BERKELEY PLACE’S TOP 10 DARK HORSE COMICS

When it comes to non-Marvel/DC, Image gets most of the attention.  But Dark Horse has been around longer—since 1986—publishing truly different comics that often have a horror(ish) bend.  And Manga.  My first exposure to the publisher was probably Boris the Bear #1 in which a cute teddy bear took a machine gun and slaughtered all the animal knock off characters who were inundating the comic book stands in the late ‘80s (everyone from Teenage Mutant Ninja Turtles to Adolescent Radioactive Blackbelt Hamsters and on down).  It was irreverent, hilarious, bloody, and awesome.  Everything I wanted as I made the transition from a young comic book reader to an adult one.

Dark Horse has also had early and continued success in adapting their properties to film and TV, including movies like Tank Girl (which had an awesome soundtrack) way back in the early 1990s; more mature works like the Oscar-winning American Splendor; brilliant, “true comic book films” like Hellboy; and hugely influential box office monsters like 300. 

These are my personal favorite books from Dark Horse’s long publishing history.  As with any list—particularly when the source material is rich and vast—there are regrettable cuts.  Here’s my caveats: 

  • Boris the Bear, which I loved as a kid, isn’t on the list.  Only #1 was good, it was a one-note title and beyond that it didn’t seem to matter.
  • I’m not including Manga here because as a rule I don’t read it.  Although I did love Gantz and Lone Wolf and Cub.
  • And then there are the “big” Dark Horse books that I just, on a personal level, didn’t fancy.  Frank Miller‘s Sin City and 300 are two of these.

Finally, in the interests of space I’m not including licensed properties like Buffy, Star Wars, etc., even though some of them are really, really good (I was shocked at how much I enjoyed their Planet of the Apes stuff, and Brian Wood’s work on Conan was the only time I’ve ever liked a Conan comic).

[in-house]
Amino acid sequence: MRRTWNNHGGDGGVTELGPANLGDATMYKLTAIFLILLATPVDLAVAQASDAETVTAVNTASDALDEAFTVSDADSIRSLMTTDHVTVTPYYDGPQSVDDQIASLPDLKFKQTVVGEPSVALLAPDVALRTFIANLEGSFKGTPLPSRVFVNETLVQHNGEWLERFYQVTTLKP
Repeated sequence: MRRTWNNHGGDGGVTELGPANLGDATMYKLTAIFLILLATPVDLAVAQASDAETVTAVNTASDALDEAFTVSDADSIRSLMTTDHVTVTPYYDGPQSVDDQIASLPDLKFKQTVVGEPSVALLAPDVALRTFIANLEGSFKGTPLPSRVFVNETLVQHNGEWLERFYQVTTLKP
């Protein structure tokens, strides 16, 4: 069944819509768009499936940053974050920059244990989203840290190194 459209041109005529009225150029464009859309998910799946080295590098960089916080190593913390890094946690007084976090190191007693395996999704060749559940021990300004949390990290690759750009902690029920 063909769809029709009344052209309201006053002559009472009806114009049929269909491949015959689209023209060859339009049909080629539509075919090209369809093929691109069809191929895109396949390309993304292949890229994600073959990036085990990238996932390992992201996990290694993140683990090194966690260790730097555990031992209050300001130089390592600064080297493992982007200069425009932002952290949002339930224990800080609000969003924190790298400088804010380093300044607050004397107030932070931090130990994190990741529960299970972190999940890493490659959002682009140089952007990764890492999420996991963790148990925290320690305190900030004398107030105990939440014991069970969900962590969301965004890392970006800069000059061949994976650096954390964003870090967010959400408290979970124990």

10.  SPY BOY (1999)

The tenth item on a top ten list is always hard.  Because there’s always at least one book you regret having to cut.  In this case, it’s The Goon.  I liked that book a lot in the beginning, but I dropped it around issue #10. 

I read every issue of Spy Boy, though, and mostly because I love Peter David.  He’s one of the best writers around, and rarely gets the credit he deserves.  It’s a basic action comic—a kid who doubles as a spy.  It book was so popular it even crossed over with David’s DC teen team, Young Justice. 

9.  BIG GUY AND RUSTY THE BOY ROBOT (1995)

So if you’re gonna team up Frank Miller with Geof Darrow, you can pretty much expect success.  And Dark Horse got it with this one, big time—it even became a cartoon.  In this two-issue miniseries, we see the titular Rusty fail to prevent the Godzilla-like destruction of Tokyo, so they bring in Big Guy—a symbol of the American military-industrial complex.  It’s a simple story, beautifully written and wonderfully illustrated.  And it’s one of the few Frank Miller books that’s appropriate for (almost) all ages.

8.  THE MILKMAN MURDERS (2004)

I debated for a long time whether to include this four-issue mini by Joe Casey and Steve Parkhouse because the first time I tried to read it, I couldn’t get through it.  Casey’s writing is never easy to read, and this is one of his more dense books.  But since then, I’ve re-read it several times and each time I find it more chilling.  The basic story is aboutu the horror underneath the lives of a perfect American nuclear family.  They’re mean to each other.  The husband is full of rage.  The kids are rude and distant.  And one of them kills neighborhood cats and dogs.  It continues to descend into violence and madness.  It’s not an easy read.  But it will stay with you.

 7.  AXE COP VOLUME 1 (2011)

It’s written by little kid, but its drawn by an adult.  It’s insane.  There are dinosaurs and violence and cops and car chases.  It’s silly and impossible.  And it might be the most fun you’ll ever have reading a comic.  And remember to be grateful that Dark Horse put this webcomic into print form, so we all can enjoy it.

Rebels #2